Join BookBrowse today and get access to free books, our twice monthly digital magazine, and more.

Reviews of Master Class by Christina Dalcher

Master Class

by Christina Dalcher

Master Class by Christina Dalcher X
Master Class by Christina Dalcher
  • Critics' Opinion:

    Readers' Opinion:

     Not Yet Rated
  • First Published:
    Apr 2020, 336 pages

    Paperback:
    Mar 2021, 352 pages

    Genres

  • Rate this book


Book Reviewed by:
Mark Anthony Ayling
Buy This Book

About this Book

Book Summary

From the critically-acclaimed author of the international bestseller VOX comes a suspenseful new novel that examines a disturbing near future where harsh realities follow from unreachable standards.

It's impossible to know what you will do…

Every child's potential is regularly determined by a standardized measurement: their quotient (Q). Score high enough, and attend a top tier school with a golden future. Score too low, and it's off to a federal boarding school with limited prospects afterwards. The purpose? An improved society where education costs drop, teachers focus on the more promising students, and parents are happy.

When your child is taken from you.

Elena Fairchild is a teacher at one of the state's elite schools. When her nine-year-old daughter bombs a monthly test and her Q score drops to a disastrously low level, she is immediately forced to leave her top school for a federal institution hundreds of miles away. As a teacher, Elena thought she understood the tiered educational system, but as a mother whose child is now gone, Elena's perspective is changed forever. She just wants her daughter back.

And she will do the unthinkable to make it happen.

ONE

It's impossible to know what you would do to escape a shitty marriage and give your daughters a fair shot at success. Would you pay money? Trade the comfort of house and home? Lie, cheat, or steal? I've asked myself these questions; I suppose many mothers do. One question I haven't asked, mostly because I don't like the answer. Not a bit. I have too strong a survival instinct. Always have.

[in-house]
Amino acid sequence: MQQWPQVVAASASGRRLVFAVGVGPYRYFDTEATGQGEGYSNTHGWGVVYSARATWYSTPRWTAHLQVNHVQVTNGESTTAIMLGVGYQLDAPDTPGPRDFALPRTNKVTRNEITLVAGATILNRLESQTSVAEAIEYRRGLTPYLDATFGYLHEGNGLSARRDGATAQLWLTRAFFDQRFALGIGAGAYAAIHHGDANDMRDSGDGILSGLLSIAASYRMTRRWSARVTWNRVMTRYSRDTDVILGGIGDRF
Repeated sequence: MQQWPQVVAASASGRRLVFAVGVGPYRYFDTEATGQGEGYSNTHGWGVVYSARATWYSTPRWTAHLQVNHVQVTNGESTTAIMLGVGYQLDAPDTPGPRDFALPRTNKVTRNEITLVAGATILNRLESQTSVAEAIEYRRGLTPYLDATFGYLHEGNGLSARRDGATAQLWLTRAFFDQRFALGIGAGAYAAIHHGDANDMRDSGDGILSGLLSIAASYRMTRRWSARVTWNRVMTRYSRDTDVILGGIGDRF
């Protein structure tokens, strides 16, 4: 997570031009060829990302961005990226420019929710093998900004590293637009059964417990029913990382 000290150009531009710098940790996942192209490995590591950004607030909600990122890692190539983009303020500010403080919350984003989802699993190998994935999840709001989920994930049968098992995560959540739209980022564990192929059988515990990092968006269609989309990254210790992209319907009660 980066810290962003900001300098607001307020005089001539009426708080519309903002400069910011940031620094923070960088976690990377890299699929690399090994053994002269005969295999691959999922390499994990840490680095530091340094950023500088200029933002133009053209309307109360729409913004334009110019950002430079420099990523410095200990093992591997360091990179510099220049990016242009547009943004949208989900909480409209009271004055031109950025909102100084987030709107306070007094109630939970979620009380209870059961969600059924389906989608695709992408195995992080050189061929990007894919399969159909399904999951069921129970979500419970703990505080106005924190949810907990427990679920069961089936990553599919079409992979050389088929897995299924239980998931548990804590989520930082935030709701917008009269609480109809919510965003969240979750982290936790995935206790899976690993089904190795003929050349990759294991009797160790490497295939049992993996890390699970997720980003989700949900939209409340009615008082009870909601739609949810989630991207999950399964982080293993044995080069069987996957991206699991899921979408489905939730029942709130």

Last night, I spoke to Malcolm again after the girls had gone to bed. I tried to put a light spin on things, to not turn him from phlegmatic to angry with my words.

"I've had enough of this, Malc," I said. "Freddie's had enough of it."

He looked up from his paperwork long enough to meet my eyes. "Had enough of what?"

"Of the numbers. Of the pressure. Of all of it."

"Noted," he said and buried himself again in pages of reports and memos. I think I heard a relieved sigh when I left to go to bed.

Things haven't been good here for a long time.

I almost can't remember how it felt before we all started ...

Please be aware that this discussion guide will contain spoilers!
  1. The author discusses the use of numbers to judge ourselves and others. Can you think of any other numerical standards that we use today for evaluation? Do you think they are effective or do more harm?
  2. The schools and buses are all labeled as colors. Why do you think the author chose to use colors? Do you think they symbolize anything or have any meaning?
  3. Children in a household can grow up to be very different people, as evidenced by the household in Master Class. Yet the expression "blood is thicker than water" is prevalent and true in many cases. Did you feel that way when you read about each child in this household and how they evolved throughout the book?
  4. There are obvious stereotypes in the book, from the geeks in school being ...
Membership Advantages
  • Reviews
  • "Beyond the Book" articles
  • Free books to read and review (US only)
  • Find books by time period, setting & theme
  • Read-alike suggestions by book and author
  • Book club discussions
  • and much more!
  • Just $45 for 12 months or $15 for 3 months.
  • More about membership!

Reviews

BookBrowse Review

BookBrowse

Christina Dalcher's Master Class shows America sleepwalking into a perfectionist eventuality not dissimilar to the one in Aldous Huxley's dystopian classic Brave New World. The story of Elena's journey confidently functions as both an assured dystopian thriller and a meticulously constructed socio-political cautionary tale. Fans of The Handmaid's Tale, and of dystopian fiction generally, will find much to please them in this impressive story of self-determination under pressure to conform...continued

Full Review (679 words)

This review is available to non-members for a limited time. For full access, become a member today.

(Reviewed by Mark Anthony Ayling).

Media Reviews

Publishers Weekly (starred review)
Dalcher combines the pace and tension of a standout thriller with thought-provoking projections of the possible end result of ranking children based on test scores. Admirers of The Handmaid’s Tale will be appropriately unsettled.

Booklist
Dalcher's novel reads like an expanded episode of Black Mirror; it is terrifying, haunting, and cautionary.

Kirkus Reviews
The book's examination of the way people will accept more and more small social changes until the system becomes something unrecognizable and horrific feels timely and urgent...top notch and keeps the reader guessing. An engaging parable of dangerous social change